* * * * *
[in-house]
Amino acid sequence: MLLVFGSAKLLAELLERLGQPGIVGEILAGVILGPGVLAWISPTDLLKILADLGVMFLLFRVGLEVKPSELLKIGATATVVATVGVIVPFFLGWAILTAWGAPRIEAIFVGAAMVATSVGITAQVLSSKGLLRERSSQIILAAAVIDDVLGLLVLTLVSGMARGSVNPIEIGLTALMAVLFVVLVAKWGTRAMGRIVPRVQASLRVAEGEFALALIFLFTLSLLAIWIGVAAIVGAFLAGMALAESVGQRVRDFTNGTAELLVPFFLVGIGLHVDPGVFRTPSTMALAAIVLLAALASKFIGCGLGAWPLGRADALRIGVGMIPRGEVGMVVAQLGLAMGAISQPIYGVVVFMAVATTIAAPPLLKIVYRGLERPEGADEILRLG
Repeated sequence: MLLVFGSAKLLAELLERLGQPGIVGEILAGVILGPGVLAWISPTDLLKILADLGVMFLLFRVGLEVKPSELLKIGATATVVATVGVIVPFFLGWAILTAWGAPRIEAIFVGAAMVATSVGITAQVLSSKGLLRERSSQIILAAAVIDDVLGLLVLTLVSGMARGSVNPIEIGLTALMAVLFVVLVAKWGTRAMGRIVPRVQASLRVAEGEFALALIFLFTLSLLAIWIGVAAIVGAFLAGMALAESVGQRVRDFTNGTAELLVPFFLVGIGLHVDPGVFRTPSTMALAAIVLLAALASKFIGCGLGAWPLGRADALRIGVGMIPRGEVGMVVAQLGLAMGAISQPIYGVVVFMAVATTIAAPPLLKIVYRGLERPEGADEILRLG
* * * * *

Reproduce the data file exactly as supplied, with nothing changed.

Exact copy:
[in-house]
Amino acid sequence: MLLVFGSAKLLAELLERLGQPGIVGEILAGVILGPGVLAWISPTDLLKILADLGVMFLLFRVGLEVKPSELLKIGATATVVATVGVIVPFFLGWAILTAWGAPRIEAIFVGAAMVATSVGITAQVLSSKGLLRERSSQIILAAAVIDDVLGLLVLTLVSGMARGSVNPIEIGLTALMAVLFVVLVAKWGTRAMGRIVPRVQASLRVAEGEFALALIFLFTLSLLAIWIGVAAIVGAFLAGMALAESVGQRVRDFTNGTAELLVPFFLVGIGLHVDPGVFRTPSTMALAAIVLLAALASKFIGCGLGAWPLGRADALRIGVGMIPRGEVGMVVAQLGLAMGAISQPIYGVVVFMAVATTIAAPPLLKIVYRGLERPEGADEILRLG
Repeated sequence: MLLVFGSAKLLAELLERLGQPGIVGEILAGVILGPGVLAWISPTDLLKILADLGVMFLLFRVGLEVKPSELLKIGATATVVATVGVIVPFFLGWAILTAWGAPRIEAIFVGAAMVATSVGITAQVLSSKGLLRERSSQIILAAAVIDDVLGLLVLTLVSGMARGSVNPIEIGLTALMAVLFVVLVAKWGTRAMGRIVPRVQASLRVAEGEFALALIFLFTLSLLAIWIGVAAIVGAFLAGMALAESVGQRVRDFTNGTAELLVPFFLVGIGLHVDPGVFRTPSTMALAAIVLLAALASKFIGCGLGAWPLGRADALRIGVGMIPRGEVGMVVAQLGLAMGAISQPIYGVVVFMAVATTIAAPPLLKIVYRGLERPEGADEILRLG